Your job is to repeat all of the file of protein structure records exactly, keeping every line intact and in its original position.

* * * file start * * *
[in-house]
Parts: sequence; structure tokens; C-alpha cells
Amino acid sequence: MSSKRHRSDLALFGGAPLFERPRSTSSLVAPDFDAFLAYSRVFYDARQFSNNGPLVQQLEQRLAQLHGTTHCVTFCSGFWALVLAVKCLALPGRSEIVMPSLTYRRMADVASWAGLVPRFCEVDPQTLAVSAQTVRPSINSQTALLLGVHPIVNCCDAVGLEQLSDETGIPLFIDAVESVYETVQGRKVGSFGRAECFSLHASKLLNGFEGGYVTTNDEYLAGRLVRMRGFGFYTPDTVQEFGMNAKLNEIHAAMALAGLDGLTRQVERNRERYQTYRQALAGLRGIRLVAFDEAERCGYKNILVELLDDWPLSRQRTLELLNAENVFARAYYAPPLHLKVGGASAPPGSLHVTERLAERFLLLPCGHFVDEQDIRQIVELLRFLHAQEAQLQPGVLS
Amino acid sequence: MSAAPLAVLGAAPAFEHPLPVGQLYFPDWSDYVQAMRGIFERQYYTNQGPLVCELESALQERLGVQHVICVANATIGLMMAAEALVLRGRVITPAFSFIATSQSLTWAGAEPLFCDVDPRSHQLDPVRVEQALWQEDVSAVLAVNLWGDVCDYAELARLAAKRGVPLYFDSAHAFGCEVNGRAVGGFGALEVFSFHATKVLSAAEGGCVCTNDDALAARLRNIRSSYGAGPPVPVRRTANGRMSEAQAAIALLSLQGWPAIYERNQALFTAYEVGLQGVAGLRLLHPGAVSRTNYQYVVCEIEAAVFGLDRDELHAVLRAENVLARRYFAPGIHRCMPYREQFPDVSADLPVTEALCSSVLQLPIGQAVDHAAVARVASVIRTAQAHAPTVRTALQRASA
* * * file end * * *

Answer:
[in-house]
Parts: sequence; structure tokens; C-alpha cells
Amino acid sequence: MSSKRHRSDLALFGGAPLFERPRSTSSLVAPDFDAFLAYSRVFYDARQFSNNGPLVQQLEQRLAQLHGTTHCVTFCSGFWALVLAVKCLALPGRSEIVMPSLTYRRMADVASWAGLVPRFCEVDPQTLAVSAQTVRPSINSQTALLLGVHPIVNCCDAVGLEQLSDETGIPLFIDAVESVYETVQGRKVGSFGRAECFSLHASKLLNGFEGGYVTTNDEYLAGRLVRMRGFGFYTPDTVQEFGMNAKLNEIHAAMALAGLDGLTRQVERNRERYQTYRQALAGLRGIRLVAFDEAERCGYKNILVELLDDWPLSRQRTLELLNAENVFARAYYAPPLHLKVGGASAPPGSLHVTERLAERFLLLPCGHFVDEQDIRQIVELLRFLHAQEAQLQPGVLS
Amino acid sequence: MSAAPLAVLGAAPAFEHPLPVGQLYFPDWSDYVQAMRGIFERQYYTNQGPLVCELESALQERLGVQHVICVANATIGLMMAAEALVLRGRVITPAFSFIATSQSLTWAGAEPLFCDVDPRSHQLDPVRVEQALWQEDVSAVLAVNLWGDVCDYAELARLAAKRGVPLYFDSAHAFGCEVNGRAVGGFGALEVFSFHATKVLSAAEGGCVCTNDDALAARLRNIRSSYGAGPPVPVRRTANGRMSEAQAAIALLSLQGWPAIYERNQALFTAYEVGLQGVAGLRLLHPGAVSRTNYQYVVCEIEAAVFGLDRDELHAVLRAENVLARRYFAPGIHRCMPYREQFPDVSADLPVTEALCSSVLQLPIGQAVDHAAVARVASVIRTAQAHAPTVRTALQRASA